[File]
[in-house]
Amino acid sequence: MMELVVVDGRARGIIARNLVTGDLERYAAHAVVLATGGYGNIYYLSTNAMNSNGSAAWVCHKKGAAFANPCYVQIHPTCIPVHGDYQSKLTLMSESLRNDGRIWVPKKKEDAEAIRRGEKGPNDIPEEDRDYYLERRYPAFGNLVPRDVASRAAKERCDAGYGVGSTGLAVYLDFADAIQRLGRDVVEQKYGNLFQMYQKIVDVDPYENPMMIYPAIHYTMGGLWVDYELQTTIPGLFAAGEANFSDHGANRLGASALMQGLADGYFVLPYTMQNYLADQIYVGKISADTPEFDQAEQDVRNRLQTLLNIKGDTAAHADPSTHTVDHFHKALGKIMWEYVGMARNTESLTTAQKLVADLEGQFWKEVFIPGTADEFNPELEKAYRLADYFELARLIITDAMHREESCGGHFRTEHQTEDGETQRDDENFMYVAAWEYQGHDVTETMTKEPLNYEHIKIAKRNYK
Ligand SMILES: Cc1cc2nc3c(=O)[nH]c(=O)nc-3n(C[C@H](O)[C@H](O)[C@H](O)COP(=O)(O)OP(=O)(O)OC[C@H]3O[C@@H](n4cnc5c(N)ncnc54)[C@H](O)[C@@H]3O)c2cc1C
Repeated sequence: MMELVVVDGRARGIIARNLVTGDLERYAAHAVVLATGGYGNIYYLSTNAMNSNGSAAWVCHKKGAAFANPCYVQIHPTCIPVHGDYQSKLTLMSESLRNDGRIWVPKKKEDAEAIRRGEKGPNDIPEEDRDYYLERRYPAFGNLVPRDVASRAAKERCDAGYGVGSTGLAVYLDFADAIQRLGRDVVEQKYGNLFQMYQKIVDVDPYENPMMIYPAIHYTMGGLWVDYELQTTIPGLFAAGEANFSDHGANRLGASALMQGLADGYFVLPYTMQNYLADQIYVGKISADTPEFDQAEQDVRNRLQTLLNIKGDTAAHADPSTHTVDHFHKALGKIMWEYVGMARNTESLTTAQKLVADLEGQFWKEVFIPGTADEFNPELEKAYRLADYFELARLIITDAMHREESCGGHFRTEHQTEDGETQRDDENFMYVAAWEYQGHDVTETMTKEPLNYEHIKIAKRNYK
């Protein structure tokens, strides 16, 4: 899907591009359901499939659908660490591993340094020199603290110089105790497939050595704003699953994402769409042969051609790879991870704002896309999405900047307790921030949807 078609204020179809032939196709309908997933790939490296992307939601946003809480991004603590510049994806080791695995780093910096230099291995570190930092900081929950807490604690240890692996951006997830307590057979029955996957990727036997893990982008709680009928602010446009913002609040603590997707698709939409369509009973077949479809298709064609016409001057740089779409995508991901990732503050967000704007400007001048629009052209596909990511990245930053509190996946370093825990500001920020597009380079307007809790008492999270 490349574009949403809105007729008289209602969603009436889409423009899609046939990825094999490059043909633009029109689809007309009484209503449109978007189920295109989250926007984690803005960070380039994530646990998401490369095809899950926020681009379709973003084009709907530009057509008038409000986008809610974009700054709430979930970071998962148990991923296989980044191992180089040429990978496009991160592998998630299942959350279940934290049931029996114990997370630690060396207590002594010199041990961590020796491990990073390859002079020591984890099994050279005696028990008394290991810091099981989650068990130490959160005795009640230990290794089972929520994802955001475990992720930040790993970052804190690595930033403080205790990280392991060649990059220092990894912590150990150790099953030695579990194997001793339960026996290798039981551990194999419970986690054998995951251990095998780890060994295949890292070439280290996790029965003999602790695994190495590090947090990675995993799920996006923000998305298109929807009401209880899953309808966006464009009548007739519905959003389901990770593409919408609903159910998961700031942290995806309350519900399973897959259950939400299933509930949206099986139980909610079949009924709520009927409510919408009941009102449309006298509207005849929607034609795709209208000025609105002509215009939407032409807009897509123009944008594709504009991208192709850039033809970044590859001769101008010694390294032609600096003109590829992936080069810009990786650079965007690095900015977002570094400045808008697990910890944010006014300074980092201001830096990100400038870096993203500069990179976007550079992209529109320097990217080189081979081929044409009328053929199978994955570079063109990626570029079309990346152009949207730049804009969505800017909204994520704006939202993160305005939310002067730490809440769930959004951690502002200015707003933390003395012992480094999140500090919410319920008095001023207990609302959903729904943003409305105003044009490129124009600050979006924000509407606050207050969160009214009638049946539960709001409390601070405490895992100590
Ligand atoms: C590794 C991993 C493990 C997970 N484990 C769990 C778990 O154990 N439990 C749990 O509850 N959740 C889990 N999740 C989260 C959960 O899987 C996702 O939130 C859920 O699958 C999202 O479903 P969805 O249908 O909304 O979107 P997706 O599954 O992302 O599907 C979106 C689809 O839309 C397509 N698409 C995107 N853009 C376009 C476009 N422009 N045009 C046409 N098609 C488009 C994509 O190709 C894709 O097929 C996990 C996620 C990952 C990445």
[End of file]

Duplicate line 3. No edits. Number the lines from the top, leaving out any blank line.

Ligand SMILES: Cc1cc2nc3c(=O)[nH]c(=O)nc-3n(C[C@H](O)[C@H](O)[C@H](O)COP(=O)(O)OP(=O)(O)OC[C@H]3O[C@@H](n4cnc5c(N)ncnc54)[C@H](O)[C@@H]3O)c2cc1C